I’ve worked on a number of transactions during my career. The first one was the $5 billion merger between Burroughs and Sperry. The rest have been far smaller. The lessons I’ve learned in the first and across many of the others are tried and true. Below are my top five pieces of advice for companies looking to exit or for those looking to make an acquisition.
- Get your financials in order. I’ve seen countless companies come to market with financial statements which were terribly prepared. In fact, I shouldn’t even use the word prepared. One sent a balance sheet that didn’t balance. In the words of my son, “then it’s just a sheet.” That transaction fell through. Properly prepared financials not only put the company in a better light, they also build trust between the buyer and seller. Once I am able to start poking holes in the financial statements, I no longer trust anything the seller tells me. If you’re buying and need financing, the bank is going to expect solid financials from you as well.
- Whether you are buying or selling, hire a good transaction attorney. This is an attorney whose work is primarily transaction based. You don’t want a generalist who does transaction work from time to time no matter how often you golf with them or how low their score. Good attorneys can get a deal across the finish line. This past November 15, I organized a call with attorneys on both sides of a transaction and proposed a January 1 closing. That’s an aggressive timeline right before the holidays but I knew the attorneys on both sides. The major deal points were already agreed so I asked that the first draft of documents be pretty close to center and something they would agree to if they were on the other side. They honored that request and the deal closed on time and with no late nights.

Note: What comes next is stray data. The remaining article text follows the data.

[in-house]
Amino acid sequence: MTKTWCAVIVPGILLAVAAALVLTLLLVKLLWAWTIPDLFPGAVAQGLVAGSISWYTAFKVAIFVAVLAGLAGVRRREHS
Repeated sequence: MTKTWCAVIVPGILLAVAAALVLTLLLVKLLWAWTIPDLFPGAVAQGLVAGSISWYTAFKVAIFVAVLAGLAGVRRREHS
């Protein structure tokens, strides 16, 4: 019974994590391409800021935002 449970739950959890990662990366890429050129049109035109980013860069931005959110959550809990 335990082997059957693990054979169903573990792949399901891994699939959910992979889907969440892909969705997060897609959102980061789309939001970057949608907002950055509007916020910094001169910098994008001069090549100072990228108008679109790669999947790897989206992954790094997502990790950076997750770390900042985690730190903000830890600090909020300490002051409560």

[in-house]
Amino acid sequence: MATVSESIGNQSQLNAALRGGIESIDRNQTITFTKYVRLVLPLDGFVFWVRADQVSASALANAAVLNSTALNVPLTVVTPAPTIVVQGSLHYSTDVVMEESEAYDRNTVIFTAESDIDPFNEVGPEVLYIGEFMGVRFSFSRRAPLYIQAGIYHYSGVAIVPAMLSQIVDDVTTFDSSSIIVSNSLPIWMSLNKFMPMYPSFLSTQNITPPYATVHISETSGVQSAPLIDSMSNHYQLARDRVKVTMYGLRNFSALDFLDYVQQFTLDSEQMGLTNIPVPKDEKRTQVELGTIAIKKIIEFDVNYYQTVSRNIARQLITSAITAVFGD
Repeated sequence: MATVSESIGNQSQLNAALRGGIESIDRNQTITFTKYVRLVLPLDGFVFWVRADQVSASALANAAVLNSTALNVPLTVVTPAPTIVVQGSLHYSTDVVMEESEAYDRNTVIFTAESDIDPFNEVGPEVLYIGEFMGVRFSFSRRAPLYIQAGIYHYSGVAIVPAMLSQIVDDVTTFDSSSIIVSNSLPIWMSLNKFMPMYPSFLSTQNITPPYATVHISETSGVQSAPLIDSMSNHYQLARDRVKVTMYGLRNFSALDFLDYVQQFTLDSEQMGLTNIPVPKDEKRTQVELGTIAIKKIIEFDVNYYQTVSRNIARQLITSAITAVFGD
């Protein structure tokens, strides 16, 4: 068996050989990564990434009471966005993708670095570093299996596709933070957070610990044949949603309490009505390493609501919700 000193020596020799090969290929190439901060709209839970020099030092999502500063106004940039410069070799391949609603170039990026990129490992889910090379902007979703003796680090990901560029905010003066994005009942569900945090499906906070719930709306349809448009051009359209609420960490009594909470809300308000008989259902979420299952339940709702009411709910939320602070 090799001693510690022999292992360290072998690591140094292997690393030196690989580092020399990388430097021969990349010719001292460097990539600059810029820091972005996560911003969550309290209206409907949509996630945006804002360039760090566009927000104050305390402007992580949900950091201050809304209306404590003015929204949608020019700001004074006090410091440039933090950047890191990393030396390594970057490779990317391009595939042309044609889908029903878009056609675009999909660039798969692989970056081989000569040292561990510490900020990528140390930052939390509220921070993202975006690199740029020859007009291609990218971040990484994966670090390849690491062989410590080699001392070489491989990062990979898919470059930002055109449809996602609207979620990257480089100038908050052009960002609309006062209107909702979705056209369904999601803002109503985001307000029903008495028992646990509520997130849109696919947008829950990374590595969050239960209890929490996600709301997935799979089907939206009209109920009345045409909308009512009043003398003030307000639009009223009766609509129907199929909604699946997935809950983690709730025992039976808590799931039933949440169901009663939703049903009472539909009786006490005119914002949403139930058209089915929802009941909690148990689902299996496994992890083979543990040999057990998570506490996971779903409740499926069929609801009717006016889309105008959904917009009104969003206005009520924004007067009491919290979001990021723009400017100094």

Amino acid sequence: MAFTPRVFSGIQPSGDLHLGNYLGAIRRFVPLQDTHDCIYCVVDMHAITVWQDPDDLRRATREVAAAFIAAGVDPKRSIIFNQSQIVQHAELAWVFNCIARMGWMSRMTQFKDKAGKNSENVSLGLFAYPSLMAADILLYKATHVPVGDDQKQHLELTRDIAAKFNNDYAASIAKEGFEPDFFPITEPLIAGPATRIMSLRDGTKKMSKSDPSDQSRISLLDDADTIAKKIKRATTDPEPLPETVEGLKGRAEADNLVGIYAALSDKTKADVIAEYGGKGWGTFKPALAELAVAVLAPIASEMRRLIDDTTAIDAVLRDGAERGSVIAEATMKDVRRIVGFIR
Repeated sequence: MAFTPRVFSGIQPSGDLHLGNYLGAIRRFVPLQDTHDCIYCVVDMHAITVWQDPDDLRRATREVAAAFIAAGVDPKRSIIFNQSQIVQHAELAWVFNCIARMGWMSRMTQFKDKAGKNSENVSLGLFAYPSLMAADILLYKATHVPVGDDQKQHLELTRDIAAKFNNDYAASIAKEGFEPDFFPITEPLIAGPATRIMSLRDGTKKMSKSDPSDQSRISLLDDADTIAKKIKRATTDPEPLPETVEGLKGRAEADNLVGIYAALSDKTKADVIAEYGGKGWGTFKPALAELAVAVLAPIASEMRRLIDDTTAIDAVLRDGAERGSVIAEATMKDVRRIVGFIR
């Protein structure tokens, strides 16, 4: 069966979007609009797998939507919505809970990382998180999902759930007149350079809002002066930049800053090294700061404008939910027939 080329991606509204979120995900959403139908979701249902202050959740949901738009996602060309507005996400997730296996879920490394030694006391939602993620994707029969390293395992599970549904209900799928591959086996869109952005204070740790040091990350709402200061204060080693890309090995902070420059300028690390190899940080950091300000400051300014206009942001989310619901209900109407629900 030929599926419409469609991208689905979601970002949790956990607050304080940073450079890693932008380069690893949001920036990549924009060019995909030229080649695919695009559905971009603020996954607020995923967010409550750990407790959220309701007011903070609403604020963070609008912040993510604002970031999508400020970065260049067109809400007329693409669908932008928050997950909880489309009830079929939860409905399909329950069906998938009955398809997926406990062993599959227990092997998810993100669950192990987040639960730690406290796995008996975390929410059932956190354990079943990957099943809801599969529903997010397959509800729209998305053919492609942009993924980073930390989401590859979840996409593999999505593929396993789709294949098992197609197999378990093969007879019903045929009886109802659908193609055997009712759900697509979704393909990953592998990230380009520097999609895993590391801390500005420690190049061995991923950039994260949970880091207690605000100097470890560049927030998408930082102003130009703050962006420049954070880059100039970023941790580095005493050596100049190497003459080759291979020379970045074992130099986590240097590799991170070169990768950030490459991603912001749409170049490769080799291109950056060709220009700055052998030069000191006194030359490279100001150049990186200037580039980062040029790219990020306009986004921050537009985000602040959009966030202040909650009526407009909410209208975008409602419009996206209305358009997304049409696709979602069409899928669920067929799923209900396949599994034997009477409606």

- Keep your deal team as small as practical but make sure all the disciplines are represented. Operations, IT, HR, Finance, Sales & Marketing, R&D (my apologies to any one I left out). Don’t try to go it alone. You need to bring some people into the tent and trust them to keep it confidential until the time is right. I’ve seen it done the other way with poor results.
- While you may or may not elect to have an advisor (investment bank), if you do hire one make sure they are rock solid. Despite the perception of high costs (they aren’t cheap) they can maximize the sales price and keep a deal on track. That company I mentioned above that had a balance sheet that didn’t balance had an “advisor”. I don’t know what they got paid, but I do know it was too much. While my example relates to sell side, buy side representation can be just as valuable.
- Your board, if you have one, is there to ask high level questions and assess the deal you put in front of them. Don’t expect them to get involved in the details. To the extent you have board members with deal experience they can be a valuable sounding board and may offer resources that will be helpful to you. Reach out to your board to get their guidance but it’s not their place to run the deal. I’ve seen that occur and it didn’t end well.
There you have it. My top five pieces of advice when you are buying or selling a company. Need a good resource. I know quite a few. And remember, I Don’t Golf.
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